Basked



to lie in or be exposed to a pleasant warmth:
to bask in the sunshine.
to enjoy a pleasant situation:
He basked in royal favor.
Obsolete. to expose to warmth or heat.
Contemporary Examples

At which Barry put down the mic and basked in a round of applause.
Marion Barry: ‘I Did It My Way’ Lloyd Grove June 22, 2014

And yet, while most of us basked in these literary offerings, less generous critics ruthlessly savaged these works.
Hatchet Job of the Year 2014 Shortlist Announced The Telegraph January 18, 2014

It has basked in growing popularity in the rebel areas of Idlib and Aleppo provinces tucked under the border with Turkey.
Al Qaeda’s Syria Play Jamie Dettmer April 9, 2013

But he sorted that out, and for the rest of his long life, basked in the afterglow of the Kennedy White House.
The Man with the President’s Ear, Arthur Schlesinger Jr. and JFK Ted Widmer October 26, 2013

Mehlman, a man seemingly born in a well-pressed suit, basked in the victory, relaxed in a flannel shirt.
Gay Marriage’s Unlikely Hero Samuel P. Jacobs June 25, 2011

Historical Examples

There was not a clime he had not basked in; not an engagement he had not witnessed.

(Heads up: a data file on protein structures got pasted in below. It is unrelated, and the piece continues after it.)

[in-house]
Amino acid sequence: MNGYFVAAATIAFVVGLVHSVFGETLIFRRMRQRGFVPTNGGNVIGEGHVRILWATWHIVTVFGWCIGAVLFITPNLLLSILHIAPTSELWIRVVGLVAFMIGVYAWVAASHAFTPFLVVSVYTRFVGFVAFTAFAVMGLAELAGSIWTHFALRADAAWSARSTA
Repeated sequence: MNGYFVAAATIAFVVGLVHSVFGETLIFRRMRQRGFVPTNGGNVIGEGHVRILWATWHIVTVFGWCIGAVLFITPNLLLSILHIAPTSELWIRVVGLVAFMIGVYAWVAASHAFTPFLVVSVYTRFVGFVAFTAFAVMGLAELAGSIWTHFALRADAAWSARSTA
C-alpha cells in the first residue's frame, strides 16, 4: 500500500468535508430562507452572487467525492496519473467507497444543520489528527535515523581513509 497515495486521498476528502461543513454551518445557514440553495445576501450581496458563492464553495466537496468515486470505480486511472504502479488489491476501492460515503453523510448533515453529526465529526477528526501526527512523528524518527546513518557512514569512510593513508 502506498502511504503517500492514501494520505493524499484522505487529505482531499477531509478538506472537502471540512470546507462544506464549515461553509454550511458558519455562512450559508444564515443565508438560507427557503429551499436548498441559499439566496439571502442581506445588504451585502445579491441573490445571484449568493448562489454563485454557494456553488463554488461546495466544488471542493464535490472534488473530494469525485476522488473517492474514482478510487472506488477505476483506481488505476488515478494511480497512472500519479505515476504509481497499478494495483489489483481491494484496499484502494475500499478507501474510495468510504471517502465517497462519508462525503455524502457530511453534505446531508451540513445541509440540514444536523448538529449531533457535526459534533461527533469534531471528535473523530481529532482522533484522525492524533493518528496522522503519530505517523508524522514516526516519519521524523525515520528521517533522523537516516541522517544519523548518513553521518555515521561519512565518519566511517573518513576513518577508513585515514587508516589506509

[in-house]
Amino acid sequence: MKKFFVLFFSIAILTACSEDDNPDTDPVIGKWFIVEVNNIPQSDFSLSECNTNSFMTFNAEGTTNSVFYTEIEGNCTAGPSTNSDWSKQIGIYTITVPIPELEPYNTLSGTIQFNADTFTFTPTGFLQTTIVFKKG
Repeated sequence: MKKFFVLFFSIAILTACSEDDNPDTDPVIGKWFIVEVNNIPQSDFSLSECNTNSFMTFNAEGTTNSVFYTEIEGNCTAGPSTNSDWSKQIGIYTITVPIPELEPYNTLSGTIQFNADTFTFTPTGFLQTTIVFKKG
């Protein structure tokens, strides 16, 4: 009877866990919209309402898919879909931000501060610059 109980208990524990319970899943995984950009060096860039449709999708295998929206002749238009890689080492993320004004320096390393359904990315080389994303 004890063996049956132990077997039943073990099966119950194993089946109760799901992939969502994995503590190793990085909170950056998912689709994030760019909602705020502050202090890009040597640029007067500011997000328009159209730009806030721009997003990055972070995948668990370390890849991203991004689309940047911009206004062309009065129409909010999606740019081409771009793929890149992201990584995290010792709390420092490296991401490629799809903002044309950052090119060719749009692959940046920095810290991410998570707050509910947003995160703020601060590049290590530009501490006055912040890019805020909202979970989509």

Charles O’Malley, The Irish Dragoon, Volume 1 (of 2) Charles Lever

Bill completely filled a chair, where he basked in the evening sunlight.
The Law-Breakers Ridgwell Cullum

Perry whistled a gay tune softly as he basked there in the warm sunlight and awaited the arrival of the rest of the boat’s crew.
The Adventure Club Afloat Ralph Henry Barbour

Meanwhile he basked in the sun of notoriety, and played his rôle of the man of principle.
Half a Hero Anthony Hope

She felt a need of faith, and basked enraptured by the Divine goodness.
A Love Episode Emile Zola

verb (intransitive) usually foll by in
to lie in or be exposed to pleasant warmth, esp that of the sun
to flourish or feel secure under some benevolent influence or favourable condition
v.

late 14c., basken “to wallow (in blood),” with loss of middle syllable, from Old Norse baðask “to bathe oneself,” reflexive of baða “bathe” (see bathe). Modern meaning “soak up a flood of warmth” is apparently due to Shakespeare’s use of the word in reference to sunshine in “As You Like It” (1600). Related: Basked; basking.

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